HONOLULU (AP) — Hawaii senators are set to consider whether the state should prevent paparazzi from stalking celebrities who vacation in Hawaii.
A Senate committee plans to consider the so-called Steven Tyler Act on Friday.
The bill is named for the Aerosmith singer because he recently bought a home in Maui, and the lawmaker who wrote it says Tyler requested the legislation.
Sen. Kalani English, a Democrat from Maui, says he hopes enacting the measure will encourage more celebrities to come to Hawaii.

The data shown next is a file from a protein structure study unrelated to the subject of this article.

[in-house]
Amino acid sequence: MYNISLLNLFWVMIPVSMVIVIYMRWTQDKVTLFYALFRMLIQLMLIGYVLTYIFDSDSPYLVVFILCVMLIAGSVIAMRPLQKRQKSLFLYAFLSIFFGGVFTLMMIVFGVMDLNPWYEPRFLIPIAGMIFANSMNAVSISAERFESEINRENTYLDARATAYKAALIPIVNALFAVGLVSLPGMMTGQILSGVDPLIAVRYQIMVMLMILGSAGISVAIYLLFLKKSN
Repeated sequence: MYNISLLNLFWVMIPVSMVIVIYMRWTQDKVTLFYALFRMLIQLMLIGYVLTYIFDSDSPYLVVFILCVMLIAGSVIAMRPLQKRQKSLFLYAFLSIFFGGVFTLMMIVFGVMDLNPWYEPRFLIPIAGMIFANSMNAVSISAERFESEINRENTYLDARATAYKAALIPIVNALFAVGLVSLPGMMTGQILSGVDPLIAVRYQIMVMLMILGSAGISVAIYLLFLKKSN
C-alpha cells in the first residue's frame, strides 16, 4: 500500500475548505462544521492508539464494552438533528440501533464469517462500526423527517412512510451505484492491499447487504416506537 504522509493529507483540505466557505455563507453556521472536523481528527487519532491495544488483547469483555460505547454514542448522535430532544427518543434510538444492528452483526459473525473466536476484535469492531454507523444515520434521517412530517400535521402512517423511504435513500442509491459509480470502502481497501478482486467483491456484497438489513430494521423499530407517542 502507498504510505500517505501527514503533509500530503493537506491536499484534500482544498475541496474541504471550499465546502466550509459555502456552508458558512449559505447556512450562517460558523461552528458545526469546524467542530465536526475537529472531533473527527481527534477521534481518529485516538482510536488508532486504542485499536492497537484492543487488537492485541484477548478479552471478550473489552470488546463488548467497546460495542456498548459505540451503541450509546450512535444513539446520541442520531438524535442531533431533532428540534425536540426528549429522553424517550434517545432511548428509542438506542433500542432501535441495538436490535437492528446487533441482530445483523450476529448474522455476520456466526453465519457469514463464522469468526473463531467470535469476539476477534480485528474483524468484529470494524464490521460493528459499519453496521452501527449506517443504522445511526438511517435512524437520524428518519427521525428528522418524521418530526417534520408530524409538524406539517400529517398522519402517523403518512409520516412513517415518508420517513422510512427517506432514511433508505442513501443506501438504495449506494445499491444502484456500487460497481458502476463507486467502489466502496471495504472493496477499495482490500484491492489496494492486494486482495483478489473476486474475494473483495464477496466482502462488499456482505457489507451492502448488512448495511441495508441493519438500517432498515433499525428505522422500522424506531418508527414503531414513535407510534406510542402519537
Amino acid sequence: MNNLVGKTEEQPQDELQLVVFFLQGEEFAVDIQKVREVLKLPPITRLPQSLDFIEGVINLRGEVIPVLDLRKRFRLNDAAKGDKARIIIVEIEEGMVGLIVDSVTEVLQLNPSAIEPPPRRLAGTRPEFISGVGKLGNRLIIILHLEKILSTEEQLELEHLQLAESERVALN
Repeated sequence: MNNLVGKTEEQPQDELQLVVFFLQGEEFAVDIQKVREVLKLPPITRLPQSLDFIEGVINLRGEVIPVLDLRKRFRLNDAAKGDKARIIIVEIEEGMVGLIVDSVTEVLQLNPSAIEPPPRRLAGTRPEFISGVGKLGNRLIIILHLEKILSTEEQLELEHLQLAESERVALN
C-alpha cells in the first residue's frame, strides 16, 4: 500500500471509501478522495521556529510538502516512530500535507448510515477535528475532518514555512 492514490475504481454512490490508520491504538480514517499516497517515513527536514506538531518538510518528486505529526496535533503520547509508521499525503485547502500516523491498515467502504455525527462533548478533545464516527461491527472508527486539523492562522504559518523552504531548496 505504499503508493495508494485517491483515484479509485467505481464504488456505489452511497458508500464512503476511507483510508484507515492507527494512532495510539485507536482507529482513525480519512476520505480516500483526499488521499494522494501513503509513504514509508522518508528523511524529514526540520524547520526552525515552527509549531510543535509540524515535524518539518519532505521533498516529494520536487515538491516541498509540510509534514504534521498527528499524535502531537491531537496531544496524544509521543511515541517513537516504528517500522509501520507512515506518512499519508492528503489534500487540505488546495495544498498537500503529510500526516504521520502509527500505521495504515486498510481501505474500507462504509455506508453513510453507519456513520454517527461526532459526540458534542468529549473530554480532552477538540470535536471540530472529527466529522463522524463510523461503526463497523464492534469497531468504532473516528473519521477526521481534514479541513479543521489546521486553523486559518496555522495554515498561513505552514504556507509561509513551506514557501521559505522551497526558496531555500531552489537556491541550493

The bill gives public figures the collect civil damages from people who take photos or videos of them in an offensive way during their private lives. The initiative has initial support from more than two-thirds of the state Senate.
Hawaii media lawyer Jeff Portnoy says it is embarrassing and potentially unconstitutional.
The bill would open people up to lawsuits if they invade the privacy of public figures by taking or selling photos or videos. It defines invasion of privacy as capturing or trying to capture images or sound of people "in a manner that is offensive to a reasonable person" during personal or family moments.
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